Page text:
Home > Riviste > Minerva Pediatrica > Fascicoli precedenti > Articles online first > Minerva Pediatrica 2017 Jun 22



Per abbonarsi
Sottometti un articolo
Segnala alla tua biblioteca


Per citare questo articolo



Minerva Pediatrica 2017 Jun 22

DOI: 10.23736/S0026-4946.17.04910-6


lingua: Inglese

The impact of vitamin D supplementation on serum cathelicidin levels and the clinical course of atopic dermatitis in children

Kyriaki TSOTRA 1 , Anastasia GAROUFI 1, Lydia KOSSIVA 1, Dimitrios GOURGIOTIS 2, Theano TSOUKATOU 1, Eleni KATSANTONI 3, Panagiotis STAVROPOULOS 4

1 Second Department of Pediatrics, Aglaia Kyriakou University Hospital, National and Kapodistrian University of Athens, Athens, Greece; 2 Laboratory of Clinical Biochemistry-Molecular Diagnosis, Aglaia Kyriakou University Hospital, National and Kapodistrian University of Athens, Athens, Greece; 3 Basic Research Center, Biomedical Research Foundation, Academy of Athens, Athens, Greece; 4 Department of Dermatology, Andreas Sygros Hospital, Athens, Greece


BACKGROUND: Cathelicidin has been correlated with the pathophysiology of atopic dermatitis (AD). An indirect correlation of vitamin D with the course of the disease has already been reported as it directly affects the levels of cathelicidin. The purpose of the present article is to investigate the impact of vitamin D supplementation on the course of AD.
METHODS: We conducted a prospective observational study. The severity of AD was assessed with the clinical tool SCORAD (SCORing Atopic Dermatitis) which is developed by the European Task Force on AD.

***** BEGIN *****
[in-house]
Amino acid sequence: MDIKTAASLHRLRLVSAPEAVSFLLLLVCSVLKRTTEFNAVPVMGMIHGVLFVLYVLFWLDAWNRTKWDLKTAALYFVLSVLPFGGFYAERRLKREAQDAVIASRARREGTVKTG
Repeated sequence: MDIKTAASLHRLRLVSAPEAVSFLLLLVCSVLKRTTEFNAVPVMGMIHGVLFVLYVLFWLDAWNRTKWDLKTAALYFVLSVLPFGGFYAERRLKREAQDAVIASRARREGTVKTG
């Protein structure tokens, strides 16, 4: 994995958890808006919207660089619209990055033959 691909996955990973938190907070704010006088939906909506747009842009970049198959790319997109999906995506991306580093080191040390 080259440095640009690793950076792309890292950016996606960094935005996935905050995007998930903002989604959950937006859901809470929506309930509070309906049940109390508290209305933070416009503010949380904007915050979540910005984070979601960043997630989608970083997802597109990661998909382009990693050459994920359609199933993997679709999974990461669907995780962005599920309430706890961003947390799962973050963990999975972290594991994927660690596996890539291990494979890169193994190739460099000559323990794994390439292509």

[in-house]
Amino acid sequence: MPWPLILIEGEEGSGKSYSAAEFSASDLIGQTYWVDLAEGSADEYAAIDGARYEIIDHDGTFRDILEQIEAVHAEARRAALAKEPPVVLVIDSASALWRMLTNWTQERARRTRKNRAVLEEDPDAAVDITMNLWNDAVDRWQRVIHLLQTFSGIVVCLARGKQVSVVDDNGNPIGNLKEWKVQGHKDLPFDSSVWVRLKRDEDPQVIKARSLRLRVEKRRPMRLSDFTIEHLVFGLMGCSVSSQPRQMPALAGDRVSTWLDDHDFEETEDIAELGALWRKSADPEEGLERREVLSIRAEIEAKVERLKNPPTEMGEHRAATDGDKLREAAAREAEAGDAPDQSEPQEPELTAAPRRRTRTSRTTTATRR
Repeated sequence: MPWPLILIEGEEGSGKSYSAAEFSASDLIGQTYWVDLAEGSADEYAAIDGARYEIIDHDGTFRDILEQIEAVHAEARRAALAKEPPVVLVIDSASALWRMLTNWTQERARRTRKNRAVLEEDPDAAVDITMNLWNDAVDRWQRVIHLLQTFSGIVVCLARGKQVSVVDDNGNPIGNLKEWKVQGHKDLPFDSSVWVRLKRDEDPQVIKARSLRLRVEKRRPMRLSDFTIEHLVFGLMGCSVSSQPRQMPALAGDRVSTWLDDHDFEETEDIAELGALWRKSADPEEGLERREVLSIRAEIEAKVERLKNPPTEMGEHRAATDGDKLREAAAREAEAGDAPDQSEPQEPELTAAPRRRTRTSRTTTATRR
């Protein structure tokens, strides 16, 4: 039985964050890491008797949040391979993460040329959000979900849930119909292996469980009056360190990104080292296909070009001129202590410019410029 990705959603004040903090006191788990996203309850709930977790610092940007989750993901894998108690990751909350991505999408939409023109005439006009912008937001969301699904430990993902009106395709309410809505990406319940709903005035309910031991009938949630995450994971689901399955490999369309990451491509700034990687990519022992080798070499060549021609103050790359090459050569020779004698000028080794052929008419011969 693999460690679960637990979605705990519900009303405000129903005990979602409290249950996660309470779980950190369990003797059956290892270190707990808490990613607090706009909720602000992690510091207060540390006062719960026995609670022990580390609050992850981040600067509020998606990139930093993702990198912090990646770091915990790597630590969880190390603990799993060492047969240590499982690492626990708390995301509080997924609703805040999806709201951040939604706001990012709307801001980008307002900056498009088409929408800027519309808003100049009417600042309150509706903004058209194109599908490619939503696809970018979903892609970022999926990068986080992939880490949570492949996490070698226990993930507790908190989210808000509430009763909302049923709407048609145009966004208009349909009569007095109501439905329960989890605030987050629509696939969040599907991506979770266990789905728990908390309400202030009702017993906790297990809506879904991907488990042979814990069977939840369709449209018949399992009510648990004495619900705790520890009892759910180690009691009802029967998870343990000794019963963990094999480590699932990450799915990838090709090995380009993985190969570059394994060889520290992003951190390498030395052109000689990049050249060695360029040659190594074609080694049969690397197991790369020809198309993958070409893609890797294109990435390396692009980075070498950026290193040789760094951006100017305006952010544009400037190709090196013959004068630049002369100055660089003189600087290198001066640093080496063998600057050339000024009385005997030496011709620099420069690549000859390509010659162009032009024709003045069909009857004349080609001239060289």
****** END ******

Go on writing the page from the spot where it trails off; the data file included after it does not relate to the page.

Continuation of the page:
RESULTS: Fifty children with AD were enrolled and stratified in two groups based on the severity of SCORAD. Children with severe AD (SCORAD index> 40) received higher doses of vitamin D in order to sufficiently reduce the disease (comparable index SCORAD children with mild atopic dermatitis). While the baseline SCORAD differed statistically significant level between the two groups of children with AD (p <.001) this difference disappeared at 20 (p = .649) days and remained statistically insignificant both at 45 days (p = .610), and at the end of the administration of treatment (p = .474) (Table). This effect was based on a significant downregulation of the severity of symptoms in the group of children that received 2400 IU of vitamin D.
CONCLUSIONS: The findings of our study suggest that vitamin D may be accurately used in current clinical practice for the management of AD. However, the recommended dose should be titrated taking in mind the severity of the disease.

KEY WORDS: Atopic dermatitis - Cathelicidin - LL-37 - hCAP18 - Vitamin D

inizio pagina